TOKYO (Reuters) -- Fujifilm Holdings Corp has won an appeal in its legal battle with Xerox Corp, with a U.S. court overturning preliminary injunctions requested by activist investors that had blocked a planned merger.
Xerox in May scrapped a $6.1 billion deal with Fujifilm in a settlement with investors Carl Icahn and Darwin Deason that also handed control of the U.S. photocopier giant to new management.
The ruling by the New York State Appellate Court could give Fujifilm leverage to bring Xerox management back to the negotiating table.
The court found in its ruling that Xerox's former CEO Jeff Jacobson had neither misled or misinformed the board.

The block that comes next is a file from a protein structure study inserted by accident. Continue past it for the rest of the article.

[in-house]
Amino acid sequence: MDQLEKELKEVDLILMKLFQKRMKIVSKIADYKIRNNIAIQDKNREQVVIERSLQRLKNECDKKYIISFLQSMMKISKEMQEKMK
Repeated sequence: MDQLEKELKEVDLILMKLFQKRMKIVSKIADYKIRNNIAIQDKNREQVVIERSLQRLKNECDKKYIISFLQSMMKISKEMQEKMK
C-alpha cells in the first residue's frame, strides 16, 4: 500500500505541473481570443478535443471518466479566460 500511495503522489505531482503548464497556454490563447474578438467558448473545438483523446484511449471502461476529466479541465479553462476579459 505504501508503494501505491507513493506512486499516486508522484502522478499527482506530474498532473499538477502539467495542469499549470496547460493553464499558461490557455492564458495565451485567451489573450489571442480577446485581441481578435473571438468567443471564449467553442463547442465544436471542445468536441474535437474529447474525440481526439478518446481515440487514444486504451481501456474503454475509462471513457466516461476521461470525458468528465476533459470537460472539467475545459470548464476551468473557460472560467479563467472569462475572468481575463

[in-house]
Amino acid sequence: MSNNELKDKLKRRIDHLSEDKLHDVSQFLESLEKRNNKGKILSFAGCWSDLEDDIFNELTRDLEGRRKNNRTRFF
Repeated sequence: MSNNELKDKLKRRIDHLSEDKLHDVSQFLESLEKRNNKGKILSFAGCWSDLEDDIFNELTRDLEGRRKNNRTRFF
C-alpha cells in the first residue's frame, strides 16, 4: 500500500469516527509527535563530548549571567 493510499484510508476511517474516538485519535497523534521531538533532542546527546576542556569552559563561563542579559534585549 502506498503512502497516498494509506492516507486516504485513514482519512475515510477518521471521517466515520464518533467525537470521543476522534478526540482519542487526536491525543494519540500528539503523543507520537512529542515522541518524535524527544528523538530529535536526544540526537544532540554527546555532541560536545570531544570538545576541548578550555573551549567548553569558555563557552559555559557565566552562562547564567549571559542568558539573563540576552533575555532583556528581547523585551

"The board, which engaged outside advisors and discussed the proposed transaction on numerous occasions prior to voting on agreeing to present it to the shareholders, did not engage in a mere post hoc review, nor was the transaction unreasonable on its face," the ruling also said.
Fujifilm said in a statement that it stands by its view that the original planned merger remains the best option for the shareholders of both companies.
"(The) Court’s decision will allow us to discuss with Xerox the fulfillment of the original agreement. All Xerox shareholders ought to be able to decide for themselves the operational, financial, and strategic merits of the transaction to combine Fuji Xerox and Xerox," it said.
The two companies agreed in January to a complex deal that would have merged Xerox into their Asia joint venture Fuji Xerox and given Fujifilm control. That prompted Icahn and Deason, who own 15 percent of Xerox and argued the U.S. firm was being undervalued, to launch a proxy fight.
Representatives for Xerox and Deason were not immediately available for comment.